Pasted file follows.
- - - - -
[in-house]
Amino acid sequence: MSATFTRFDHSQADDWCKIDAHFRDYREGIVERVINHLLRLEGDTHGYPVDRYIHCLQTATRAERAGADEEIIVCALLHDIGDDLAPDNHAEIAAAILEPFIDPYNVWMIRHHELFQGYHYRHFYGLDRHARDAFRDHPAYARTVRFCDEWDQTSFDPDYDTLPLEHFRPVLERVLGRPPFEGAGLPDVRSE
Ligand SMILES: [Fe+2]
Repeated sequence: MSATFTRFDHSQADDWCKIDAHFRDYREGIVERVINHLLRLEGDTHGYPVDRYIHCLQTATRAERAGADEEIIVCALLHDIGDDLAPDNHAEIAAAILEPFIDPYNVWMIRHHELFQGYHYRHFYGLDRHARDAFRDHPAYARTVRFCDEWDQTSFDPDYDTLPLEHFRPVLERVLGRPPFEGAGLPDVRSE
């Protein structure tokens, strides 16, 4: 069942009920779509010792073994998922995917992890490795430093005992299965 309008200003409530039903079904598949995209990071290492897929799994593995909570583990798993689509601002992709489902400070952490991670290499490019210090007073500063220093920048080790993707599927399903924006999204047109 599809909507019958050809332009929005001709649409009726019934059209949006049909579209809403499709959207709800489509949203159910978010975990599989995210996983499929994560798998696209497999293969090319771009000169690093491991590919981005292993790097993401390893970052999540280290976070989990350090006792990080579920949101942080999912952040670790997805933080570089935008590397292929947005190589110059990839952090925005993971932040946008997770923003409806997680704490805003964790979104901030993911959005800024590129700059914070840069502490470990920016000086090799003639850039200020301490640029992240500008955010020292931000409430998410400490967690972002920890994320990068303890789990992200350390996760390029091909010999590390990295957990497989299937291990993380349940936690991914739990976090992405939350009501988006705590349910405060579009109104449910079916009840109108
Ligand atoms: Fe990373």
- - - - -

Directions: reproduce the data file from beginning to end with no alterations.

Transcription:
[in-house]
Amino acid sequence: MSATFTRFDHSQADDWCKIDAHFRDYREGIVERVINHLLRLEGDTHGYPVDRYIHCLQTATRAERAGADEEIIVCALLHDIGDDLAPDNHAEIAAAILEPFIDPYNVWMIRHHELFQGYHYRHFYGLDRHARDAFRDHPAYARTVRFCDEWDQTSFDPDYDTLPLEHFRPVLERVLGRPPFEGAGLPDVRSE
Ligand SMILES: [Fe+2]
Repeated sequence: MSATFTRFDHSQADDWCKIDAHFRDYREGIVERVINHLLRLEGDTHGYPVDRYIHCLQTATRAERAGADEEIIVCALLHDIGDDLAPDNHAEIAAAILEPFIDPYNVWMIRHHELFQGYHYRHFYGLDRHARDAFRDHPAYARTVRFCDEWDQTSFDPDYDTLPLEHFRPVLERVLGRPPFEGAGLPDVRSE
């Protein structure tokens, strides 16, 4: 069942009920779509010792073994998922995917992890490795430093005992299965 309008200003409530039903079904598949995209990071290492897929799994593995909570583990798993689509601002992709489902400070952490991670290499490019210090007073500063220093920048080790993707599927399903924006999204047109 599809909507019958050809332009929005001709649409009726019934059209949006049909579209809403499709959207709800489509949203159910978010975990599989995210996983499929994560798998696209497999293969090319771009000169690093491991590919981005292993790097993401390893970052999540280290976070989990350090006792990080579920949101942080999912952040670790997805933080570089935008590397292929947005190589110059990839952090925005993971932040946008997770923003409806997680704490805003964790979104901030993911959005800024590129700059914070840069502490470990920016000086090799003639850039200020301490640029992240500008955010020292931000409430998410400490967690972002920890994320990068303890789990992200350390996760390029091909010999590390990295957990497989299937291990993380349940936690991914739990976090992405939350009501988006705590349910405060579009109104449910079916009840109108
Ligand atoms: Fe990373």